The Self Managed Super Fund Professionals’ Association of Australia has issued a warning about the limitations of “SMSF-like” funds and also says some SMSFs are under-claiming valuable tax deductions.
At the SPAA’s annual technical conference at Melbourne’s Docklands yesterday, SPAA technical director Peter Burgess told SmartCompany retail funds and industry funds coming out with “SMSF like” offerings is positive because it offers more flexibility for their members.
However, Burgess warns these funds are no substitute for an SMSF and are not suitable for many businesses.
Get business news first
Sign up to SmartCompany’s daily newsletter
“We get a little nervous when they are portrayed to be like SMSFs because there is much more an SMSF can do. It is not just about investment flexibility,” says Burgess.
He says the funds do not offer products such as estate planning and limited recourse borrowing that are part of SMSFs.
“For small business owners, SMSFs will always have the edge over other products as there are some legislative carve outs for SMSFs that the other funds can’t access.”
Burgess also warned at the conference that, following a recent Australian Tax Office decision, many SMSF trustees may not be taking full advantage of tax deductions they are legally entitled to claim.
“In some cases this has resulted in funds paying hundreds of dollars extra of tax a year which, over the course of a few years, quickly adds up to a substantial amount of money,” Burgess says.
“The ATO decision, issued in May, says that super funds are entitled to include the total value of all contributions (not just taxable contributions) and rollovers received during the income year when determining the proportion of a general administration expense that is attributable to gaining or producing the fund’s assessable income – and therefore the proportion of the expense that can be claimed as a tax deduction.”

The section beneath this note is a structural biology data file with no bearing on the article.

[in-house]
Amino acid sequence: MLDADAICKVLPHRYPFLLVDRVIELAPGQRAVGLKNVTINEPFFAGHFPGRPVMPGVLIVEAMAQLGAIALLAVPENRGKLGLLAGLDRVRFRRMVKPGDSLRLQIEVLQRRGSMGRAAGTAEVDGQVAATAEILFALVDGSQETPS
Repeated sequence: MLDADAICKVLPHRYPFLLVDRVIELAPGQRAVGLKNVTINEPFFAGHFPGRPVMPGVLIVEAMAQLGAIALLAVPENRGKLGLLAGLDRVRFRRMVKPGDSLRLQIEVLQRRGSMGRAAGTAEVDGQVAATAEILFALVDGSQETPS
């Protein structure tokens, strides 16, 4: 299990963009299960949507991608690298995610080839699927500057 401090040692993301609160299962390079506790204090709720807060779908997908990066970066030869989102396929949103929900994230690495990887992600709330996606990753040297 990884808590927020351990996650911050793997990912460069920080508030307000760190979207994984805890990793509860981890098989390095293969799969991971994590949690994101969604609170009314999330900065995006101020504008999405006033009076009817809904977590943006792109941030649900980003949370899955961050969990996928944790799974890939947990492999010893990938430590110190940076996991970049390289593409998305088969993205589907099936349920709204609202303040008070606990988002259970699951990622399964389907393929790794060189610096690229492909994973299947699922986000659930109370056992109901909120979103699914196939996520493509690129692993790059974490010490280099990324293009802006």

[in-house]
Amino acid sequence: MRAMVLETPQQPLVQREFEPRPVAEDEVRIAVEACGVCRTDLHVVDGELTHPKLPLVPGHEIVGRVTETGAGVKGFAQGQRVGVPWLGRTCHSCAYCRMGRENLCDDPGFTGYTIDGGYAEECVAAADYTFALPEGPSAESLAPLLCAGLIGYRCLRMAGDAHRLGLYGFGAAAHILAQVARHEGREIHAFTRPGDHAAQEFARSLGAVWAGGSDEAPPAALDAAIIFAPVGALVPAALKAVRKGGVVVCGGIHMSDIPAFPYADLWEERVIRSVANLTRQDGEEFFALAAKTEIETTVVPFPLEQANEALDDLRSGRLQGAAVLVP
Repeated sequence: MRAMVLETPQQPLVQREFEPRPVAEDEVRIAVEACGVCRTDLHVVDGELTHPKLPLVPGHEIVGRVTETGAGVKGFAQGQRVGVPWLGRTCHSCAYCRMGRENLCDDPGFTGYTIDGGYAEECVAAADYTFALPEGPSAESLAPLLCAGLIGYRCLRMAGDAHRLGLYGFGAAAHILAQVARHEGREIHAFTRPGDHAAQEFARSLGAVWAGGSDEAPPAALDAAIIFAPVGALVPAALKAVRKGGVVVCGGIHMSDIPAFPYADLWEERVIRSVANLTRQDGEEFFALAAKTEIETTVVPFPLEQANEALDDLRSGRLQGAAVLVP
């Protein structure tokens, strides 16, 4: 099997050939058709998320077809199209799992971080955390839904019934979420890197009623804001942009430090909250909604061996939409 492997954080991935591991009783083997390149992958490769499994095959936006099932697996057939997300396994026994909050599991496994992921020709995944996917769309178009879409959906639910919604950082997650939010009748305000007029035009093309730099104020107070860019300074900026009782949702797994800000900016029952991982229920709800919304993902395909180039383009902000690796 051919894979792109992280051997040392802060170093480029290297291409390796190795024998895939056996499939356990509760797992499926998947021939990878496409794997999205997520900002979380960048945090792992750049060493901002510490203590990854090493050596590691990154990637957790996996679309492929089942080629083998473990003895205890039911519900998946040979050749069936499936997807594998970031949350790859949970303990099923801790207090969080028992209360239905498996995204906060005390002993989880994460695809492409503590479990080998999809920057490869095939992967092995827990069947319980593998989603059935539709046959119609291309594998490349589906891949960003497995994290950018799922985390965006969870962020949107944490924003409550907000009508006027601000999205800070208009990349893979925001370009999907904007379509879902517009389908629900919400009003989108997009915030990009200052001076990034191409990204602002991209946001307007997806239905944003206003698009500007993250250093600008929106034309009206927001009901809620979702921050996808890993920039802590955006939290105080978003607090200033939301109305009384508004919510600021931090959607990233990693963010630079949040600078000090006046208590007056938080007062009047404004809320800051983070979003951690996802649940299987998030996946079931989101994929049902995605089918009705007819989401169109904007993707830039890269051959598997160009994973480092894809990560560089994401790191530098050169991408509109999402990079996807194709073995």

He says this has relevance in situations where the SMSF may have some exempt income because the fund has members both in the accumulation and pension phase.
As the fund has earned some exempt income, it is not entitled to a deduction for the full amount of the general administrative fee.
“Instead, the fund is required to work out the proportion of the general administrative expense that is attributable to gaining or producing the fund’s assessable income to be deducted from the fund’s assessable income,” Burgess says
He says it is common practice for SMSF trustees to only include the value of taxable contributions in the fund’s assessable income total when calculating the proportion of general administrative expenses that can be claimed as a tax deduction.
“However, this ATO decision makes it clear that the full amount of any contributions or rollovers received by the fund during the income year can be treated as assessable income,” says Burgess.
This allows SMSFs to claim a higher proportion of the general administrative fee as a deduction.
Burgess says SPAA is now urging practitioners to review their current tax calculation programs and processes to ensure their SMSF clients are not under-claiming tax deductions.